Fur Real: Cat Hair DNA Can Convict

Cat Who’d Happily Convict You With His Fur’s DNA
Wanna guess everywhere I’ve left my DNA? Go ahead, guess.

Did you know that “international scientists,” those well-intentioned figures in the authoritative white coats, have established a database storing DNA sequences extracted from cat hair, and created a test for it called Meowplex?  Oh yes they have, and this adorable-sounding diagnostic may result in more slammer-time.  

It began with a fluffy white cat from the fluffy white north, whose name was Snowball and whose scientifically-verified fur was found inside the pocket of a Canadian man.  That man claimed not to be in the house killing Snowball's owner, but he was convicted of second-degree murder and began a scientific juggernaut. As reported by Jennifer Viegas of Discovery News (snips mine):

. . .[Robert] Grahn, a scientist in the Department of Population Health & Reproduction in the School of Veterinary Medicine at the University of California at Davis, and his team collected DNA samples from hundreds of cats from 25 distinct worldwide populations and 26 breeds. . .the research has produced an extensive database consisting of 1,394 cat sequences that could be used by criminal investigators. . .nuclear DNA may also be found on cat hairs that still retain their root bulbs, or on skin particles that might stick to the oily fur when cats groom themselves. These natural oils, along with static electricity and the sheer volume of fur, mean that people who enter a property with a resident cat are like fur magnets. It is almost impossible to avoid having one or more cat furs cling to skin, clothing, shoes, bags and more.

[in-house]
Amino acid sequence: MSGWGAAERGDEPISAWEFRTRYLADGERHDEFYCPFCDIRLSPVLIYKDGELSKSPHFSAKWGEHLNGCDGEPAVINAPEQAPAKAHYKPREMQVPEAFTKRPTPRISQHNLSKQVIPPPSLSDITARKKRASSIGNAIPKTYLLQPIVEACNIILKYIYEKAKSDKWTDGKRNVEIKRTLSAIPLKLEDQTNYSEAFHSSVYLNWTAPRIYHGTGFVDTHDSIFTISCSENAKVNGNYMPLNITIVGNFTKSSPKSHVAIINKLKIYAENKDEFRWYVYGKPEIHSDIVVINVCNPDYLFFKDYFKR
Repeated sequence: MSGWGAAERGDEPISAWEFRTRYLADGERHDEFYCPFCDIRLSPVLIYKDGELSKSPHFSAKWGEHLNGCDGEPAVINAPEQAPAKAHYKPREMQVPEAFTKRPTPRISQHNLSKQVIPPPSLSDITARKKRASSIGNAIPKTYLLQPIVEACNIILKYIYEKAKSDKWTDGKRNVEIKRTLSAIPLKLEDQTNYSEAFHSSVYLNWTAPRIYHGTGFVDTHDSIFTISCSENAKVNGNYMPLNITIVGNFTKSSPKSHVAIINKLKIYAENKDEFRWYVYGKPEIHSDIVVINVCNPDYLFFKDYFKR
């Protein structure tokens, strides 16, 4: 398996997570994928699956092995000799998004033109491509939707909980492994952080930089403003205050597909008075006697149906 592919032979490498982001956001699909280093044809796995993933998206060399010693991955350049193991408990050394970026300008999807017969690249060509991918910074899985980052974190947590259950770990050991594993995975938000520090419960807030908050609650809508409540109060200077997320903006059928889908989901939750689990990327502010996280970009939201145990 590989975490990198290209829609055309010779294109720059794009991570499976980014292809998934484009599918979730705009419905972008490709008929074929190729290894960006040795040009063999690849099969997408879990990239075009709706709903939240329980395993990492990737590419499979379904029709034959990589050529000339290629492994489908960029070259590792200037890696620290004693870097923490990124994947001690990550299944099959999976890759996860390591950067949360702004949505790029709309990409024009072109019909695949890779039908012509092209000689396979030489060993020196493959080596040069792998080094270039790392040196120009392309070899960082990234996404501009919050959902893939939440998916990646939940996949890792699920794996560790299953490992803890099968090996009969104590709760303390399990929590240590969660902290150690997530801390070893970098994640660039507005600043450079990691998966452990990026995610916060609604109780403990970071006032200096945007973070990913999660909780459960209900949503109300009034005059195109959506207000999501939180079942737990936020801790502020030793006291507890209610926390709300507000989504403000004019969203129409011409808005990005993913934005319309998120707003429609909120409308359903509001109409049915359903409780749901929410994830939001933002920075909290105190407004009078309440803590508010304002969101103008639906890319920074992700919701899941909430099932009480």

I found it a little bleck, but perhaps a little sinister, too.  Or maybe it's just that I don't trust a few cats of my acquaintance not to frame me.  What about you?

Image via Muffet's flickr.

Leave a Reply

Your email address will not be published.